Lloyd Baker, Centenarian Surveyor and Singer
Born in Afton, Wyoming in 1911, he was raised on a farm south of Etna and graduated from the University of Wyoming in 1940 with a degree in civil engineering.
With very primitive tools, Lloyd performed his first survey in Cokeville, Wyoming, about 75 miles down the road from Etna, the town he settled in when he “came home.” The loop within those few miles took him from coast to coast working as a surveyor.
Wyoming was calling him home, however, and he returned to Etna in 1974. After obtaining his license, he established Lloyd B. Baker and Associates which continues to this day, now with Astech GPS, Traverse PC, and Visual Cadd software. He told me he could find any point he needs to on his 4-wheeler with tracks, under the four feet of snow we usually get during the winters. Lloyd continued working until past the age of 106. He said he didn’t see any reason not to!
Baker loved to dance and especially loved to sing. He entertained at two rest homes in the valley on Sunday evenings. He could still mostly remember fifty songs. One of those, “A Nest, The West, and You, Dear,” he sang for me, which was a delight.
Cheyenne Frontier Days was a highlight for him this past summer. It was the first time he had attended and had the delightful privilege of being photographed with ten beautiful Rodeo Queens!
Lloyd had always been an advocate of taking care of your body. He believed our bodies were meant to last a thousand years and if we give it what it needs for nourishment and don’t give it junk that is not nourishing, we’ll be fine. He relayed to me that he had arthritis once but it was interfering with his work, so he quit drinking milk, starting using real butter instead of margarine (which he feels is plastic) and stopped taking his vitamins. It wasn’t long before he felt fine. Lloyd ate a little meat, had a bit of “sweets” after each meal – always carried Peanut M & M’s in his pocket, consumed no chlorinated or fluoridated water, no bleached flour in anything, and was a believer that proper elimination is a must. He also used no soap.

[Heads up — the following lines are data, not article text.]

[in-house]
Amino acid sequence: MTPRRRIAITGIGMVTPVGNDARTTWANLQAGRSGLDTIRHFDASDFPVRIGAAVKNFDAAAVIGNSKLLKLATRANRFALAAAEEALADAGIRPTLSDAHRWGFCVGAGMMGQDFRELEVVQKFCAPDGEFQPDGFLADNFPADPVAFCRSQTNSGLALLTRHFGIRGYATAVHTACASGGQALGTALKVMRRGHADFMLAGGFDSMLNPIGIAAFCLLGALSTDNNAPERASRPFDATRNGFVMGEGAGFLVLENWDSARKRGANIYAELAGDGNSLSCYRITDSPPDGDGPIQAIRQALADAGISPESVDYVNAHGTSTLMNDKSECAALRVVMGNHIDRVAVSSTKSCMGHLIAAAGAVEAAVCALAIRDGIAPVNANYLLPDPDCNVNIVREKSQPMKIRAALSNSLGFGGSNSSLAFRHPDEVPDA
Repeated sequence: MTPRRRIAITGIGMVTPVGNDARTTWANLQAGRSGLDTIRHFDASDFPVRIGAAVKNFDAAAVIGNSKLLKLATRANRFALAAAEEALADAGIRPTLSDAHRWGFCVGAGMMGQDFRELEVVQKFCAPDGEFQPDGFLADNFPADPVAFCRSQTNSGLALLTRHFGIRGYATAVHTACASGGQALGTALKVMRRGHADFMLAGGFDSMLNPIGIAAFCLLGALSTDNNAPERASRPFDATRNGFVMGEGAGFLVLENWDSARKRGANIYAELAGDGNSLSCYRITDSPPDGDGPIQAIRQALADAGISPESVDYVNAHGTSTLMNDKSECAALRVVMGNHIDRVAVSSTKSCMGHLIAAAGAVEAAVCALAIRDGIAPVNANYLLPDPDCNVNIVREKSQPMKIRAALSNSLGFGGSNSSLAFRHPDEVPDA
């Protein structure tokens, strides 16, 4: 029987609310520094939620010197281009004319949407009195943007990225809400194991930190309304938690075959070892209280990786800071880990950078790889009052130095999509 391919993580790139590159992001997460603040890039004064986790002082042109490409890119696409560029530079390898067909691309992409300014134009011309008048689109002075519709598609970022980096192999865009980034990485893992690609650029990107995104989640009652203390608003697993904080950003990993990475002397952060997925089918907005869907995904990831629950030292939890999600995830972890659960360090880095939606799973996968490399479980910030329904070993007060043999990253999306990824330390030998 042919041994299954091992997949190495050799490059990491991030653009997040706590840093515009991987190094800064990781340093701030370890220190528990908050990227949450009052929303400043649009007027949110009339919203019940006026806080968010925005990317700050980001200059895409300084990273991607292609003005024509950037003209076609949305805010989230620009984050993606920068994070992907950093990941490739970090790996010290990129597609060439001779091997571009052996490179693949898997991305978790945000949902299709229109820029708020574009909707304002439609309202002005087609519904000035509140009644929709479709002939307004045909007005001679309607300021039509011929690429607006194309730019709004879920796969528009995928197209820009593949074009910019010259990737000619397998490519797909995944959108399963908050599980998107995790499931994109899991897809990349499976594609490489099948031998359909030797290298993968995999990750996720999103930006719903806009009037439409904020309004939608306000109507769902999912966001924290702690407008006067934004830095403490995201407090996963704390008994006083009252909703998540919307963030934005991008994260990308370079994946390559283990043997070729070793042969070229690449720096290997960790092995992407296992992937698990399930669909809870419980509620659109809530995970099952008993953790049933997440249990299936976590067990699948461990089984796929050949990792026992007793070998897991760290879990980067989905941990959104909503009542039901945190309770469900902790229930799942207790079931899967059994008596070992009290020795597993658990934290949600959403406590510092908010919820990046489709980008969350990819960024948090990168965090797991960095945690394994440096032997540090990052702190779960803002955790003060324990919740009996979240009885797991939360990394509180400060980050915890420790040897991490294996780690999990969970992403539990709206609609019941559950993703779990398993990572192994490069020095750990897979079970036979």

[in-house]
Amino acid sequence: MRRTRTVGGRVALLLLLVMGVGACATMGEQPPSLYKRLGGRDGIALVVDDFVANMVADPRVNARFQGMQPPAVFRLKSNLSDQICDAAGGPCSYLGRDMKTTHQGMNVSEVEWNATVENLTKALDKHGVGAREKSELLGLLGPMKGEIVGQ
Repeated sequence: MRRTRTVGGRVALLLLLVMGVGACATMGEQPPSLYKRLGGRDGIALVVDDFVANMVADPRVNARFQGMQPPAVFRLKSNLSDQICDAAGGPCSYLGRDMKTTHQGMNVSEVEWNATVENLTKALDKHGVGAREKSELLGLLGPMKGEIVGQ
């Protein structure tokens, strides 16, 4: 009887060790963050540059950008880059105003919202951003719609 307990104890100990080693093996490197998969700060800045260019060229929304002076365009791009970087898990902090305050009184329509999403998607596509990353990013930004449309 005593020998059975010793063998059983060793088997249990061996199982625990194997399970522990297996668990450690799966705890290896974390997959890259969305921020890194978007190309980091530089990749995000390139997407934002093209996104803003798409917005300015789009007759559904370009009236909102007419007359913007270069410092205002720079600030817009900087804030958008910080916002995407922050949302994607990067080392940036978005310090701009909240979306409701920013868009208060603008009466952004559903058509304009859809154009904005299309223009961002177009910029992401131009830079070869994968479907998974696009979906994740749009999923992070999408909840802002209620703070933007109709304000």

Lloyd had five children, 17 grandchildren, over 40 great grandchildren, a couple of great, great,-grandchildren.
The last time I saw him I asked, “ What are some of the benefits of being a 107?” He quickly replied, “Everyone treats you better. After 100 you get treated a lot better.”
Lloyd left us on July 9th, 2018. He’s probably already surveying the heavenly clouds!
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